Welcome to the West Wing Week, your guide to everything that’s happening at 1600 Pennsylvania Ave.
This week, President Obama addressed the nation on his plan to withdraw American troops from Afghanistan, delivering on a promise he made to the American people in December of 2009.
He also traveled to Fort Drum in New York to meet with soldiers and their families, welcomed young elected officials to the White House, and talked to mayors from across the country about job creation and economic growth.
Find out more about the topics covered in this edition of West Wing Week:
Wisconsin Supreme Court Justice David Prosser, a member of the court’s 4-3 conservative majority who was just re-elected to a ten-year term in a heated race that involved a recount and vote-tabulating controversies, is now reportedly being accused of physically assaulting liberal Justice Ann Walsh Bradley in an argument over the court’s recent decision regarding the upholding of Gov. Scott Walker’s anti-public employee union legislation.
Details of the incident, investigated jointly by Wisconsin Public Radio and the Wisconsin Center for Investigative Journalism, remain sketchy. The sources spoke on the condition that they not be named, citing a need to preserve professional relationships.
They say an argument that occurred before the court’s release of a decision upholding a bill to curtail the collective bargaining rights of public employees culminated in a physical altercation in the presence of other justices. Bradley purportedly asked Prosser to leave her office, whereupon Prosser grabbed Bradley by the neck with both hands.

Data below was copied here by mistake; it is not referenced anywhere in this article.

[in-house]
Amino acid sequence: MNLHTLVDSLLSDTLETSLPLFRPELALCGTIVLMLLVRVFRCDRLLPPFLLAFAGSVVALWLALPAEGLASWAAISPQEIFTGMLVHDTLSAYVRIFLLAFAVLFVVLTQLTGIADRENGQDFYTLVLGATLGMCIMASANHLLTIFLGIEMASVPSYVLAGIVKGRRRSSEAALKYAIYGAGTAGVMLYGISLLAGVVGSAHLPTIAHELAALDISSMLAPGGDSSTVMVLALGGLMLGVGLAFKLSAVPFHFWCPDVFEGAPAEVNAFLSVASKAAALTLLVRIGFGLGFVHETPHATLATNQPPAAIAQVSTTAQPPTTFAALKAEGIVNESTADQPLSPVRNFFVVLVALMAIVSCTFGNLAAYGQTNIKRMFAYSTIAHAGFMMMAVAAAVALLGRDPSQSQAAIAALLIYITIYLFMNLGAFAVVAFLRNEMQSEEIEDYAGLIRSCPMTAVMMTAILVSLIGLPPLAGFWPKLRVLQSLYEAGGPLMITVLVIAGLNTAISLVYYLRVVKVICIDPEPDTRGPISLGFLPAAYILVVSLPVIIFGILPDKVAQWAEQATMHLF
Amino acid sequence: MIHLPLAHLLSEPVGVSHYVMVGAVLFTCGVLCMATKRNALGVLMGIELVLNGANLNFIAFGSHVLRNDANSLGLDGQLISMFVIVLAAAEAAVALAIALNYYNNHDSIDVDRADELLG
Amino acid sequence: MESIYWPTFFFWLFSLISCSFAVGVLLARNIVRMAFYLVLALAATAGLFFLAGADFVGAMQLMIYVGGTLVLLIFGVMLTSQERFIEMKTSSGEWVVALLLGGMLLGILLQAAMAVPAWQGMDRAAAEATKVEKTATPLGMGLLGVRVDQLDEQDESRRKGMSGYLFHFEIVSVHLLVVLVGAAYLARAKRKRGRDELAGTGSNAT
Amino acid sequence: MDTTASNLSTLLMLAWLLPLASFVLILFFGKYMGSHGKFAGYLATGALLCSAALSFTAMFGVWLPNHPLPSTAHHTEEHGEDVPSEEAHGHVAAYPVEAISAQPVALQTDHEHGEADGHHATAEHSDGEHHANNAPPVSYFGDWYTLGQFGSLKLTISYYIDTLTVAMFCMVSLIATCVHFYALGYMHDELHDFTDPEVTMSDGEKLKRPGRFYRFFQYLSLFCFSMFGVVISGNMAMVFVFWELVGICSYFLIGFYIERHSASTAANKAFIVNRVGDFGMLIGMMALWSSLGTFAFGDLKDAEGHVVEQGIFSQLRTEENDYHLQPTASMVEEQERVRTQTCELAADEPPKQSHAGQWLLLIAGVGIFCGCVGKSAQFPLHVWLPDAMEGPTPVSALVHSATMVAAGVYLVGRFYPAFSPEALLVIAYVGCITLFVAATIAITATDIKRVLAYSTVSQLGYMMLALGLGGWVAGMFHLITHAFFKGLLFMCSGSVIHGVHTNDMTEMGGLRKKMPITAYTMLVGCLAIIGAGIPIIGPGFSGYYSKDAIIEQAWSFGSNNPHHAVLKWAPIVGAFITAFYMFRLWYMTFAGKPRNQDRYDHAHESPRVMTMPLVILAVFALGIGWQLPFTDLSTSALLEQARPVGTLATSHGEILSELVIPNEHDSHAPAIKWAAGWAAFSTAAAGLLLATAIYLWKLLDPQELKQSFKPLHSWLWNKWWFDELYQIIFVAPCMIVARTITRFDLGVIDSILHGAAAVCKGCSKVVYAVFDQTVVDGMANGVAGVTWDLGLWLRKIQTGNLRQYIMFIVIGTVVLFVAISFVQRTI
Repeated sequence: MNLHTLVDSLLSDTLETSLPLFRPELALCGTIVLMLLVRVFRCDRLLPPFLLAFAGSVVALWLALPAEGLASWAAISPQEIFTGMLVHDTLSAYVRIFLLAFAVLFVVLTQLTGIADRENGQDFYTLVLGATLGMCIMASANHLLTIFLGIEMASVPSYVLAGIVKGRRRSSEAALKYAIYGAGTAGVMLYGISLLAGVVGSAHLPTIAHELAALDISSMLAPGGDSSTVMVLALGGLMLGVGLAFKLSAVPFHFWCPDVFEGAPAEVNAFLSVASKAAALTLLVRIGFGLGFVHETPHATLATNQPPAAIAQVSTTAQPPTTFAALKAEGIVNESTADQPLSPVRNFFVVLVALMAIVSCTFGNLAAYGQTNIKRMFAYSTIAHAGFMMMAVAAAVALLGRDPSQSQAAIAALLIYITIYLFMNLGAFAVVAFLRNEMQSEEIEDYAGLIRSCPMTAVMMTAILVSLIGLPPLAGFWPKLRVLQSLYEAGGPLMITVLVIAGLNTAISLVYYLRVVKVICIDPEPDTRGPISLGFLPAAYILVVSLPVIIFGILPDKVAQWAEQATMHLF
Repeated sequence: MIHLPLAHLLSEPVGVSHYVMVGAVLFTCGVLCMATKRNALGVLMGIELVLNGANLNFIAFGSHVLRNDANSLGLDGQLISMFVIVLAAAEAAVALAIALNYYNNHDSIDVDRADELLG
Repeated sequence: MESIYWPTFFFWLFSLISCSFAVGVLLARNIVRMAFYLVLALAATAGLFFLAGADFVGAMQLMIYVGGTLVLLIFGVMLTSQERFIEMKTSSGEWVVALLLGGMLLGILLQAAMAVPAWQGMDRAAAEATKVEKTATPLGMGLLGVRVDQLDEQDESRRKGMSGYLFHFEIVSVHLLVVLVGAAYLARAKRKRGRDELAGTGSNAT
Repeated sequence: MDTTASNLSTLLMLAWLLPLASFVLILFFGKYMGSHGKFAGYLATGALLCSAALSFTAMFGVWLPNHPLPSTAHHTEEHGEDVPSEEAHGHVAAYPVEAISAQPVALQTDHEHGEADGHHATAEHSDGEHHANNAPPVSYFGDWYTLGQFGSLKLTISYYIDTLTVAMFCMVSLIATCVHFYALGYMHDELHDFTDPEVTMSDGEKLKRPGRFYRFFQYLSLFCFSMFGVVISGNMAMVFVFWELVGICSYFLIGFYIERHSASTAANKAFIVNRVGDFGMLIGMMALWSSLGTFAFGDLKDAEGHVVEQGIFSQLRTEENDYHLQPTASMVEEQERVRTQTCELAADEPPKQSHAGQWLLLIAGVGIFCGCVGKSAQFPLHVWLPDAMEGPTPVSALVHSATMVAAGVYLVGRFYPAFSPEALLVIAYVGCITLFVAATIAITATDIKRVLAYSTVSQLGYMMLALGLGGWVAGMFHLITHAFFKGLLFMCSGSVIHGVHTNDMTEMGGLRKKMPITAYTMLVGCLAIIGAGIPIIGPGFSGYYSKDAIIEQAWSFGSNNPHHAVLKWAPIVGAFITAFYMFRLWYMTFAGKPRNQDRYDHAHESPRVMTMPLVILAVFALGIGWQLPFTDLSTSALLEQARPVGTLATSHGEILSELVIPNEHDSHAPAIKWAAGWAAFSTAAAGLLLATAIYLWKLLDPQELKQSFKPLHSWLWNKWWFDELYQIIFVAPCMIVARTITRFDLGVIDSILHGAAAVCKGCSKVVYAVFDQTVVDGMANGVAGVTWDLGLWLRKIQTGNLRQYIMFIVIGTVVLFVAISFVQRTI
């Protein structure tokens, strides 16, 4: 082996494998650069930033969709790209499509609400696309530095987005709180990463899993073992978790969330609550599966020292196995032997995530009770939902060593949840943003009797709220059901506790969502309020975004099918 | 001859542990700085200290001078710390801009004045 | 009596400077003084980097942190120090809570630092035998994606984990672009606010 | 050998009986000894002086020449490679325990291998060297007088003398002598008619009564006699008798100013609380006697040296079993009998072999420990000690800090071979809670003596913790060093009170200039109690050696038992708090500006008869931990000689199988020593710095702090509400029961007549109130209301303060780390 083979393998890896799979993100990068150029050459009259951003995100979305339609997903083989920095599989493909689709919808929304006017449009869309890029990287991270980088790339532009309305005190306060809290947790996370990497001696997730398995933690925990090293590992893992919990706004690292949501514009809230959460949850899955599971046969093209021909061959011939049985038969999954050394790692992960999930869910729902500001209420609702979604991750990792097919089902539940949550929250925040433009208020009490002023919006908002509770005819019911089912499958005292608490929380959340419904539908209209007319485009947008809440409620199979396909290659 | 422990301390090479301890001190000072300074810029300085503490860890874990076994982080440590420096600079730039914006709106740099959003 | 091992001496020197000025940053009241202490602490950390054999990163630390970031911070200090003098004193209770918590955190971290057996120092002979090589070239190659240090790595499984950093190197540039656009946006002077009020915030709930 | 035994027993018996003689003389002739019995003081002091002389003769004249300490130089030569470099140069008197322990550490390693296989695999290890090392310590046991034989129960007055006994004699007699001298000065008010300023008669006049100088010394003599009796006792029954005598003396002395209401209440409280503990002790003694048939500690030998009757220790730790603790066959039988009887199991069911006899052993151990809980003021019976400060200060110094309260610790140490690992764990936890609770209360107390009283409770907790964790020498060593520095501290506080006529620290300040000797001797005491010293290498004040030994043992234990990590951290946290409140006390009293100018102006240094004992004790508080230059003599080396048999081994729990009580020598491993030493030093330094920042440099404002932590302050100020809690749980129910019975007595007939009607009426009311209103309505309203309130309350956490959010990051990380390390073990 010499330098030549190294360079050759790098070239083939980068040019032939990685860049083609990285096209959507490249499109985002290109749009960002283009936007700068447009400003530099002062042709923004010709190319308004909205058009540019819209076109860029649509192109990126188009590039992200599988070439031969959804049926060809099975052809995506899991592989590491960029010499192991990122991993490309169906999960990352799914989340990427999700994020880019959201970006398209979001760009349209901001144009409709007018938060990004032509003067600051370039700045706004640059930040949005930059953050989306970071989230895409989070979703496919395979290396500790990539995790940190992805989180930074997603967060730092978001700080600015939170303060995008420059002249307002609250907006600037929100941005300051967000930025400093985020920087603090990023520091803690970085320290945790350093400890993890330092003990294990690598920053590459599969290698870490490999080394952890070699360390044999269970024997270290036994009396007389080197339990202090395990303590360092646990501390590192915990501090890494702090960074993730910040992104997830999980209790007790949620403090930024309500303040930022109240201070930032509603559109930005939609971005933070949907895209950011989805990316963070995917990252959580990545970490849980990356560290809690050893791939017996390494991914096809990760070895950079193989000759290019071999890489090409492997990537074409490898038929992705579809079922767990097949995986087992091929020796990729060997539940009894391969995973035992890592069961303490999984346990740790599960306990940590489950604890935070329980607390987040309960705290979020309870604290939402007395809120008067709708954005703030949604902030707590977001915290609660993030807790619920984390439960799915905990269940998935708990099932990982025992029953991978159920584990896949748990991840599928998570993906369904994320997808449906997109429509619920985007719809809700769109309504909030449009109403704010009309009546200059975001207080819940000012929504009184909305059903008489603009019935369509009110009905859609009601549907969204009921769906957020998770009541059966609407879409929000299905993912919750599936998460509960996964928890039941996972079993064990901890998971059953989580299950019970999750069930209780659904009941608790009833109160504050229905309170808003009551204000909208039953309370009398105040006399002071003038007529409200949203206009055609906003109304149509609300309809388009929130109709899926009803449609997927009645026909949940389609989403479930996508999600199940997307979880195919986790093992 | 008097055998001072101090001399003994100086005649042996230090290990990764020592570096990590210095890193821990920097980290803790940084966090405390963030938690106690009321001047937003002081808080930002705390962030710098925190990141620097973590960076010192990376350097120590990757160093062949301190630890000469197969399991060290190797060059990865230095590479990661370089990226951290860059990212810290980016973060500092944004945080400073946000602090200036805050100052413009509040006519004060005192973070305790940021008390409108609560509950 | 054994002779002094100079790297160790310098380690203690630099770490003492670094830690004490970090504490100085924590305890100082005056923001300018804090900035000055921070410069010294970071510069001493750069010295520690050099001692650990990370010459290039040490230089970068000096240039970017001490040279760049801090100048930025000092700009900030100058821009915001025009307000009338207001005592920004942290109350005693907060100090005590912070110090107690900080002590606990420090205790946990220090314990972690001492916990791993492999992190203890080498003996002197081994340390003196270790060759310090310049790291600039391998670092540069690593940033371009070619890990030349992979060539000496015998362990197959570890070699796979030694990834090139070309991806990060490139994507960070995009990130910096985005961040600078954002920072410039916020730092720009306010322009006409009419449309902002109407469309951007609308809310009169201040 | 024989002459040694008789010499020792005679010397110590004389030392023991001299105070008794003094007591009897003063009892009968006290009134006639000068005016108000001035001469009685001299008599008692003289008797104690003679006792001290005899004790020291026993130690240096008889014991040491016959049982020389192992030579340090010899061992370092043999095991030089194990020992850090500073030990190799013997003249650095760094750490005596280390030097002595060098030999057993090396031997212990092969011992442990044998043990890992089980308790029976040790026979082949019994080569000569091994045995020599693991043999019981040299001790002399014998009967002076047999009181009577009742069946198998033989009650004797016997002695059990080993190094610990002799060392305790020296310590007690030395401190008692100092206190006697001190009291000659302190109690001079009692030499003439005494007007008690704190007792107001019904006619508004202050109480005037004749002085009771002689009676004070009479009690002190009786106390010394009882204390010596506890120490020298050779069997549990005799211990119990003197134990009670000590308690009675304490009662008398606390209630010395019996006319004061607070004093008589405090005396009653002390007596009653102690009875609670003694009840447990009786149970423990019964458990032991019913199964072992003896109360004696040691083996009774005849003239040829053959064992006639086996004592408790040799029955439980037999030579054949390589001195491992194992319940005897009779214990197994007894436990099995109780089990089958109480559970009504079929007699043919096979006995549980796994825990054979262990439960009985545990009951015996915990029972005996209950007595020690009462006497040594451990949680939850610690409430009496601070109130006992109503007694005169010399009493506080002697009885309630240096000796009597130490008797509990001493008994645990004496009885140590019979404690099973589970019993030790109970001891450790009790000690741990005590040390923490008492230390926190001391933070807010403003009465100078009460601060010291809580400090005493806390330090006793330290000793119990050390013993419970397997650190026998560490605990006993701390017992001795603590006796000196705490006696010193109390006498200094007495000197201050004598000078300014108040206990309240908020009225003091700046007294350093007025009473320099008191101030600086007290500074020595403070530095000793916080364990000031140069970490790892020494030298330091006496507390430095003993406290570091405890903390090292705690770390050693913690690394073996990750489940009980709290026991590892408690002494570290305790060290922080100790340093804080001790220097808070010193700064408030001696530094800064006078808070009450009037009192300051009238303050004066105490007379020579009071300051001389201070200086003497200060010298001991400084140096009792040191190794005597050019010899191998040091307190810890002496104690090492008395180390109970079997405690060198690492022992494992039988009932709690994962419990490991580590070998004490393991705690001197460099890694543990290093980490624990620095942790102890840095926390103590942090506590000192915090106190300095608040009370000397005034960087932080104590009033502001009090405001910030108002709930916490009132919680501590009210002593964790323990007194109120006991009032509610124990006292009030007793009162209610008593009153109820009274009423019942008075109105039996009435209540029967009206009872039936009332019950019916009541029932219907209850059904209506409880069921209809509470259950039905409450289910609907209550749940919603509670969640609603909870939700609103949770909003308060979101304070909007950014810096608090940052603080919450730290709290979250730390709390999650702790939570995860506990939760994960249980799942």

Justice Prosser, contacted Friday afternoon by the Center, declined to comment: “I have nothing to say about it.” He repeated this statement after the particulars of the story — including the allegation that there was physical contact between him and Bradley — were described. He did not confirm or deny any part of the reconstructed account.
Bradley also declined to comment, telling WPR, “I have nothing to say.”
The alleged incident is also said to have been reported to Capitol Police Chief Charles Tubbs, as well as the Wisconsin Judicial Commission, which investigates allegations of misconduct involving judges. Both of those parties declined to confirm or deny the reports to the paper.
Back in March, the state of civility on the court became an issue in Prosser re-election, when it was reported that in 2010 he had called another one of the court’s liberals, Chief Justice Shirley Abrahamson, a “total bitch.” When this was reported in March, Prosser seemed to simultaneously back off from and stick by the comment, blaming both Abrahamson and Bradley, the latter of whom he is now accused of assaulting:
“I probably overreacted, but I think it was entirely warranted…They (Abrahamson and Justice Ann Walsh Bradley) are masters at deliberately goading people into perhaps incautious statements. This is bullying and abuse of very, very long standing.”
The incident occurred “before the court’s release of a decision upholding a bill to curtail the collective bargaining rights of public employees.” According to their sources “Bradley purportedly asked Prosser to leave her office, whereupon Prosser grabbed Bradley by the neck with both hands.”
Prosser recently “defeated challenger JoAnne Kloppenburg by 7,000 votes out of nearly 1.5 million cast.”
Gov. Andrew Cuomo has already signed the historic legislation. All of this comes on the heels of the Gay Pride week-end celebration and parade in New York City. I anticipate the celebration will be bigger than ever before (and it’s always huge.)
New York legalized same-sex marriage, becoming the sixth state to do so and by far the largest. Gov. Andrew Cuomo signed the bill into law Friday night, saying “I am very proud of New York and I’m very proud of the statement we made today.” The law will go into effect in 30 days, meaning same-sex couples will be able to get married as soon as the end of July. The legislation went down to the wire in a late vote Friday, with its fate pivoting on just a few undecided Republican state senators. But four Republicans eventually swung toward a yes vote, sealing a final tally of 33-29.